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Prison Legal News v EOUSA, US, Reply Brief - newspapers, FOIA public records, 2011

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No. 10-1510
IN THE

Supreme Court of the United States
————
PRISON LEGAL NEWS,
Petitioner,
v.

EXECUTIVE OFFICE FOR UNITED STATES ATTORNEYS,
Respondent.
————
On Petition for a Writ of Certiorari to the
United States Court of Appeals
for the Tenth Circuit
————
BRIEF OF ALLIED DAILY NEWSPAPERS OF
WASHINGTON, INC., THE ASSOCIATED
PRESS, PIONEER NEWSPAPERS, INC.,
THE SOCIETY OF PROFESSIONAL
JOURNALISTS, THE WASHINGTON
NEWSPAPER PUBLISHERS ASSOCIATION,
THE WASHINGTON STATE ASSOCIATION
OF BROADCASTERS, AND WESTWORD AS
AMICI CURIAE IN SUPPORT OF PETITIONER
————
LISA S. BLATT
Counsel of Record
DIRK C. PHILLIPS
KRISTIN M. HICKS
ARNOLD & PORTER LLP
555 12th Street, N.W.
Washington, DC 20004
(202) 942-5000
Lisa.Blatt@aporter.com
July 14, 2011

Counsel for Amici Curiae

WILSON-EPES PRINTING CO., INC. – (202) 789-0096 – W ASHINGTON, D. C. 20002

TABLE OF CONTENTS
Page
TABLE OF AUTHORITIES ................................

ii

INTEREST OF AMICI CURIAE ........................

1

INTRODUCTION AND SUMMARY OF
ARGUMENT ....................................................

3

ARGUMENT ........................................................

5

THE DECISION BELOW MISCONSTRUES
THE FREEDOM OF INFORMATION ACT
IN A MANNER THAT LIMITS NEWS
ORGANIZATIONS’ ABILITY TO INFORM
THE PUBLIC OF IMPORTANT GOVERNMENT CONDUCT ...........................................

5

A. The Tenth Circuit’s Cramped Interpretation Of Exemption 7(C) And The
Public-Domain Doctrine Is Inconsistent
With Constitutional And Common-Law
Principles Protecting Public Access To
Court Documents ........................................

6

B. Audiovisual Materials Are Unique In
Their Ability To Convey Information
That Cannot Be Captured In Written
Descriptions Alone ......................................

14

C. The Decision Below Is Harmful To
Modern Media Companies .........................

17

CONCLUSION ....................................................

22

(i)

ii
TABLE OF AUTHORITIES
CASES

Page

Afshar v. Dep’t of State,
702 F.2d 1125 (D.C. Cir. 1983) .................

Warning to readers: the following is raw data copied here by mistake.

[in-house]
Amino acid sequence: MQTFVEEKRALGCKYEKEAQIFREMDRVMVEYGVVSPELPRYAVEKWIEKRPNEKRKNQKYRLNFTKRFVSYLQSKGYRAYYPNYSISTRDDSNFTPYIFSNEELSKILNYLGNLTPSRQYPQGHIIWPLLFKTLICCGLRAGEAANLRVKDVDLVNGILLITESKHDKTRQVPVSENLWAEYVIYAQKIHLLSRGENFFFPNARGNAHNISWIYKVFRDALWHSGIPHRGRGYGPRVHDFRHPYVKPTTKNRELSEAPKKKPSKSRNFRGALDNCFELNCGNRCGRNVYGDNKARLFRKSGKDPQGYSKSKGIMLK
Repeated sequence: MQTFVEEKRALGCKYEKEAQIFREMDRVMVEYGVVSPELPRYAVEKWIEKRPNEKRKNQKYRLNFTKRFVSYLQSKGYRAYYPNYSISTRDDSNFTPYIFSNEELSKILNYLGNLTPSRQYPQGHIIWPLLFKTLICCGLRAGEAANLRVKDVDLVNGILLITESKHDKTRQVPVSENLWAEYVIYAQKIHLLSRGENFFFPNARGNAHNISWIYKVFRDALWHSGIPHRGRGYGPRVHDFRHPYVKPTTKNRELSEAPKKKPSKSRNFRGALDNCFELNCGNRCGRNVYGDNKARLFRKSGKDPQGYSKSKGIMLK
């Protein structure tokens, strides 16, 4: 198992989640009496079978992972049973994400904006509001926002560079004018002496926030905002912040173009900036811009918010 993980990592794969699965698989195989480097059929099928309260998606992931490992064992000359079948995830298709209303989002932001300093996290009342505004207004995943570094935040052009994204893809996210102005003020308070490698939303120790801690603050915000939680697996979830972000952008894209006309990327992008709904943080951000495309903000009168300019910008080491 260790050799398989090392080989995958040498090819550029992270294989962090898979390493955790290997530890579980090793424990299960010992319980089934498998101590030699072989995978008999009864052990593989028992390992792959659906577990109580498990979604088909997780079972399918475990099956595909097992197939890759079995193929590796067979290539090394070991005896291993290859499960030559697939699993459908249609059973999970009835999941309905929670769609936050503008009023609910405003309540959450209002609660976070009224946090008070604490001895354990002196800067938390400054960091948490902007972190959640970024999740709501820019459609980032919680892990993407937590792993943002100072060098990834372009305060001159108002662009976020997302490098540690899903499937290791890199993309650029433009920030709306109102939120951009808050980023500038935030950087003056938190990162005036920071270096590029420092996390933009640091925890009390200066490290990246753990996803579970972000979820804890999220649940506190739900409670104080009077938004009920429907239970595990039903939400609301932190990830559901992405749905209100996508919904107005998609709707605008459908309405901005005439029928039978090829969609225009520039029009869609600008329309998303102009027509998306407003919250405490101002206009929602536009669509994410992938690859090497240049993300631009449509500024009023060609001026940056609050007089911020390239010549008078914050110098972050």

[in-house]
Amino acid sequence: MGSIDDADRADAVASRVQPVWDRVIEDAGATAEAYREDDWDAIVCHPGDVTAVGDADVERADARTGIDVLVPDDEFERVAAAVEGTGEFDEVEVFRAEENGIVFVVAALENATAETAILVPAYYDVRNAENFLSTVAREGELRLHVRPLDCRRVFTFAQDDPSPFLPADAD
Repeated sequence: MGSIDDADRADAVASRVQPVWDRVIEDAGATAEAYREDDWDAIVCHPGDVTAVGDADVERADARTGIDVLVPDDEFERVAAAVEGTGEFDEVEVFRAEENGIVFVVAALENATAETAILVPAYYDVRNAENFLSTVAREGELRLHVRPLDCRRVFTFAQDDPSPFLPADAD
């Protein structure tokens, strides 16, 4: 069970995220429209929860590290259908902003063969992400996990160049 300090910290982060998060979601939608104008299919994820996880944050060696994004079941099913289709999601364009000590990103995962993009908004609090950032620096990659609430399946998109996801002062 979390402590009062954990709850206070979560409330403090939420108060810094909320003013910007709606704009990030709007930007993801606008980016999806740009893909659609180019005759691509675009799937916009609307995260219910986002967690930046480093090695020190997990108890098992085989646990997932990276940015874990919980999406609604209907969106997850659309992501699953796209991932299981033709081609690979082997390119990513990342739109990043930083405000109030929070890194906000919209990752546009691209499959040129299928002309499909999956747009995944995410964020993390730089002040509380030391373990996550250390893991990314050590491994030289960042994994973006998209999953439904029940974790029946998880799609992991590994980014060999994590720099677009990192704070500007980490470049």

4

Applications of Nat’l Broad. Co.,
828 F.2d 340 (6th Cir. 1987).....................

8

Associated Press v. U.S. Dist. Court for
Cent. Dist. of Cal.,
705 F.2d 1143 (9th Cir. 1983)...................

8

Brown v. Plata,
131 S. Ct. 1910 (2011) ...............................

15

Cottone v. Reno,
193 F.3d 550 (D.C. Cir. 1999) ................ 4, 10, 20
Cox Broad. Corp. v. Cohn,
420 U.S. 469 (1975) .................................. passim
Craig v. Harney,
331 U.S. 367 (1947) ................................... 3, 12
Globe Newspaper Co. v. Pokaski,
868 F.2d 497 (1st Cir. 1989) .....................

8

Globe Newspaper Co. v. Superior Court,
457 U.S. 596 (1982) ...................................

6

In re Application of Nat’l Broad. Co., Inc.,
635 F.2d 945 (2d Cir. 1980) ......................

7

In re Application of Nat’l Broad. Co., Inc.,
653 F.2d 609 (D.C. Cir. 1981) ................... 7, 20
In re Cont’l Ill. Sec. Litig.,
732 F.2d 1302 (7th Cir. 1984)...................

6, 8

In re Providence Journal Co.,
293 F.3d 1 (1st Cir. 2002) .........................

7

iii
TABLE OF AUTHORITIES—Continued
Page
In re Search Warrant for Secretarial Area
Outside Office of Gunn,
855 F.2d 569 (8th Cir. 1988).....................

8

In re Washington Post Co.,
807 F.2d 383 (4th Cir. 1986).....................

8

Inner City Press/Cmty. on the Move v. Bd.
of Governors of the Fed. Reserve Sys.,
463 F.3d 239 (2d Cir. 2006) ......................

4

Matter of New York Times Co.,
828 F.2d 110 (2d Cir. 1987) ......................

8

Nixon v. Warner Commc’ns, Inc.,
435 U.S. 589 (1977) ...................................

6

NLRB v. Robbins Tire & Rubber Co.,